• Attempts to solve a problem alone and fails
  • Views a situation as a 'problem' and not as a 'challenge'
  • Resorts to inappropriate methods under stress

You want to come across as a capable individual, but also as a team player. Employers are likely to see you as a risk if you sound like a loose cannon.

How is a Competency-Based Interview Scored?

It's common for competency-based questions to be scored on a range from 0 to 4, with 4 being the strongest answer (i.e. the response that ticks all the positive boxes without including any of the anticipated negative characteristics).

At the end of the interview, the higher your score, the better you have performed. If you see the interviewer making notes - and especially ticking boxes - as you give your answers, that's a good indication that they have a rigorous scoring rubric in place.

The open-ended nature of competency-based questions means you might touch on positives and negatives that the interviewer did not expect. If this is the case, a good interviewer will recognise this and award any additional points they feel appropriate, so it's still worth including any unusual or unique positive examples of your past performance.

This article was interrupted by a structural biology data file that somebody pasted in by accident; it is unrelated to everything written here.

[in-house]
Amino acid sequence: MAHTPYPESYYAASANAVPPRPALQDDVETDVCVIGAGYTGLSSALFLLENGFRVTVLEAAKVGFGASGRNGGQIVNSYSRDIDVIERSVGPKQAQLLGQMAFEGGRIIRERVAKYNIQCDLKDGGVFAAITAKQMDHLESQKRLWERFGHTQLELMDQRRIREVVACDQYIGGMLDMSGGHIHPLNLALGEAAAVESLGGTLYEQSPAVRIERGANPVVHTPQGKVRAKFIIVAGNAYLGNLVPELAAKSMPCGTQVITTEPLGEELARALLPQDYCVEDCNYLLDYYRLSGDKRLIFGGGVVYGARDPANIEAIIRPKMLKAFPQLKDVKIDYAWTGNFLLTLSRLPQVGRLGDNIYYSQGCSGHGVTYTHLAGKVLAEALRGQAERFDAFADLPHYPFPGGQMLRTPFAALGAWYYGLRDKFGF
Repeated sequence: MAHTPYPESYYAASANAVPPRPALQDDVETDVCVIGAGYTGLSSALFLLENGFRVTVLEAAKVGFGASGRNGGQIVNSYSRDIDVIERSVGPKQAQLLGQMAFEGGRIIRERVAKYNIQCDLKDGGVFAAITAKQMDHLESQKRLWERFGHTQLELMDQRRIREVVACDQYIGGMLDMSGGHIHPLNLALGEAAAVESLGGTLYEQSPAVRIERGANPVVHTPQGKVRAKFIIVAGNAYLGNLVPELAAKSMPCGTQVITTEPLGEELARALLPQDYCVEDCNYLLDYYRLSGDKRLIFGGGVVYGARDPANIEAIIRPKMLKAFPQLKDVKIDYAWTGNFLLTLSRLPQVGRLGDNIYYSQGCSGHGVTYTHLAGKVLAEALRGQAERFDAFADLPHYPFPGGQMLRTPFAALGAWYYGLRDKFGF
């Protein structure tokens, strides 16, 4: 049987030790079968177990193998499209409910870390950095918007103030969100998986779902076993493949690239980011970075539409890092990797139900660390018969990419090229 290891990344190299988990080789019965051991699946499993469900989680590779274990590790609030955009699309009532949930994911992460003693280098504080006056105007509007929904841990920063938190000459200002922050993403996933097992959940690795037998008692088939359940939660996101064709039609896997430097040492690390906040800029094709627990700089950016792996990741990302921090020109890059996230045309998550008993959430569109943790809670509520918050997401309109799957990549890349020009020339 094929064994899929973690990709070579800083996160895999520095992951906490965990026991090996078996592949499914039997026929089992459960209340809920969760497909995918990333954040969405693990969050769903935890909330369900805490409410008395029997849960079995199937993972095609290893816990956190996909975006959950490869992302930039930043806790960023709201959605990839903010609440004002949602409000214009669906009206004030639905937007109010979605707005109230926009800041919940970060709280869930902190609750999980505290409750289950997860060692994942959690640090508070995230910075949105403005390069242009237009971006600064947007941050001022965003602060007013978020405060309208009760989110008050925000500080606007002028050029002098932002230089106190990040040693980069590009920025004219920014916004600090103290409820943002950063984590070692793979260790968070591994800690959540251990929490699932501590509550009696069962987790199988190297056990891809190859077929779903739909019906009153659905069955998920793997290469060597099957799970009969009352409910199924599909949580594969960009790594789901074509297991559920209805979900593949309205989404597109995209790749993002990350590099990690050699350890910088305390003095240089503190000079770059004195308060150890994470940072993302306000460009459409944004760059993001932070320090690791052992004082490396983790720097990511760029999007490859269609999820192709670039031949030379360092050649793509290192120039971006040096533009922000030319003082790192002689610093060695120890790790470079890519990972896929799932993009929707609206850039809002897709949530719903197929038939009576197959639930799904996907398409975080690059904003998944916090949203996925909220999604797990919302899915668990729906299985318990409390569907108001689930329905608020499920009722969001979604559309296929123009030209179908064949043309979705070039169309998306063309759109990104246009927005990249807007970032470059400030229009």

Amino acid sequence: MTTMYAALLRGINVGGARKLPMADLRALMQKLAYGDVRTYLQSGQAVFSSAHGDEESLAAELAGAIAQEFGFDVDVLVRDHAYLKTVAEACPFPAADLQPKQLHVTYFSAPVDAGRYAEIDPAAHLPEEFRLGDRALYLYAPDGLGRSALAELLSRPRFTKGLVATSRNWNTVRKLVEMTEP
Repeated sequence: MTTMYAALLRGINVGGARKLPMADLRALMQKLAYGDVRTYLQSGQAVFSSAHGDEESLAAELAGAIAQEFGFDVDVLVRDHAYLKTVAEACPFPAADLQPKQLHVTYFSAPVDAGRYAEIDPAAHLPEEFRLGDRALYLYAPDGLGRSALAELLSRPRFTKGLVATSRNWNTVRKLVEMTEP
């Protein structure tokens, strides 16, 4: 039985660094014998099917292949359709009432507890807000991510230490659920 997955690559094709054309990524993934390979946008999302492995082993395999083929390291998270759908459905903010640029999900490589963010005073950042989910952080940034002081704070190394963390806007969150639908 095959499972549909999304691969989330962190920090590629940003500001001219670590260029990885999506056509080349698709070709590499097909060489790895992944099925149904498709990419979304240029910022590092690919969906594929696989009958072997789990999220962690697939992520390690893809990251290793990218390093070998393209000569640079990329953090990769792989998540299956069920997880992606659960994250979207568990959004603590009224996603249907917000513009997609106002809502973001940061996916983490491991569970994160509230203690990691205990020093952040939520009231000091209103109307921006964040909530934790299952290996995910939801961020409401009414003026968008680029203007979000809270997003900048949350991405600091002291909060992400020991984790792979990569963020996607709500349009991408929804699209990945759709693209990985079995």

Be Confident and Competent

Any interview can be nerve-racking, no matter the style. If you know that an interview will be competency-based, preparation is crucial for success; you can’t merely reiterate your CV. Instead, research the role and the company to understand their ideal candidate.

Prepare stories about yourself that demonstrate your unique selling points. With a little preparation and practice, you’ll nail the interview and maybe even land the job.